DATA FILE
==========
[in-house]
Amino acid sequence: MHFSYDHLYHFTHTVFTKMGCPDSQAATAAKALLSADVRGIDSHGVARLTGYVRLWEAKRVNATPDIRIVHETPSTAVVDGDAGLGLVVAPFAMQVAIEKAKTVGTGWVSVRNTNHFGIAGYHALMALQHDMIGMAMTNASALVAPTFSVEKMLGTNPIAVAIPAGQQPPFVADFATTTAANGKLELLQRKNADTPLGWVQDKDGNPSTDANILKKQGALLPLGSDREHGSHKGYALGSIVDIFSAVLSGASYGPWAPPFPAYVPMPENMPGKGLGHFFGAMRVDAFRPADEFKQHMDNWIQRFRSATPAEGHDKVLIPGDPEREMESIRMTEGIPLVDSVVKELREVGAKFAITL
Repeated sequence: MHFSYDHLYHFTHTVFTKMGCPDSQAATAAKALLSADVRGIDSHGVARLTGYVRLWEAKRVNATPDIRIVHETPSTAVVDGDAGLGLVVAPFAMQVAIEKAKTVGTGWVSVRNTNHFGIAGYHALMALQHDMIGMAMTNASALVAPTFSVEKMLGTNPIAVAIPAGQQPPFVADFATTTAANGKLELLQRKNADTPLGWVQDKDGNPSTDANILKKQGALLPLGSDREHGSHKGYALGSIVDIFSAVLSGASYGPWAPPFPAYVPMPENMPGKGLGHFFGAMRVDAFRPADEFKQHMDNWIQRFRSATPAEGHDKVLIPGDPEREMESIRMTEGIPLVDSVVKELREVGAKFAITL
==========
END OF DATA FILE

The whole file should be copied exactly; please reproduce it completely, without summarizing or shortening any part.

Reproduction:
[in-house]
Amino acid sequence: MHFSYDHLYHFTHTVFTKMGCPDSQAATAAKALLSADVRGIDSHGVARLTGYVRLWEAKRVNATPDIRIVHETPSTAVVDGDAGLGLVVAPFAMQVAIEKAKTVGTGWVSVRNTNHFGIAGYHALMALQHDMIGMAMTNASALVAPTFSVEKMLGTNPIAVAIPAGQQPPFVADFATTTAANGKLELLQRKNADTPLGWVQDKDGNPSTDANILKKQGALLPLGSDREHGSHKGYALGSIVDIFSAVLSGASYGPWAPPFPAYVPMPENMPGKGLGHFFGAMRVDAFRPADEFKQHMDNWIQRFRSATPAEGHDKVLIPGDPEREMESIRMTEGIPLVDSVVKELREVGAKFAITL
Repeated sequence: MHFSYDHLYHFTHTVFTKMGCPDSQAATAAKALLSADVRGIDSHGVARLTGYVRLWEAKRVNATPDIRIVHETPSTAVVDGDAGLGLVVAPFAMQVAIEKAKTVGTGWVSVRNTNHFGIAGYHALMALQHDMIGMAMTNASALVAPTFSVEKMLGTNPIAVAIPAGQQPPFVADFATTTAANGKLELLQRKNADTPLGWVQDKDGNPSTDANILKKQGALLPLGSDREHGSHKGYALGSIVDIFSAVLSGASYGPWAPPFPAYVPMPENMPGKGLGHFFGAMRVDAFRPADEFKQHMDNWIQRFRSATPAEGHDKVLIPGDPEREMESIRMTEGIPLVDSVVKELREVGAKFAITL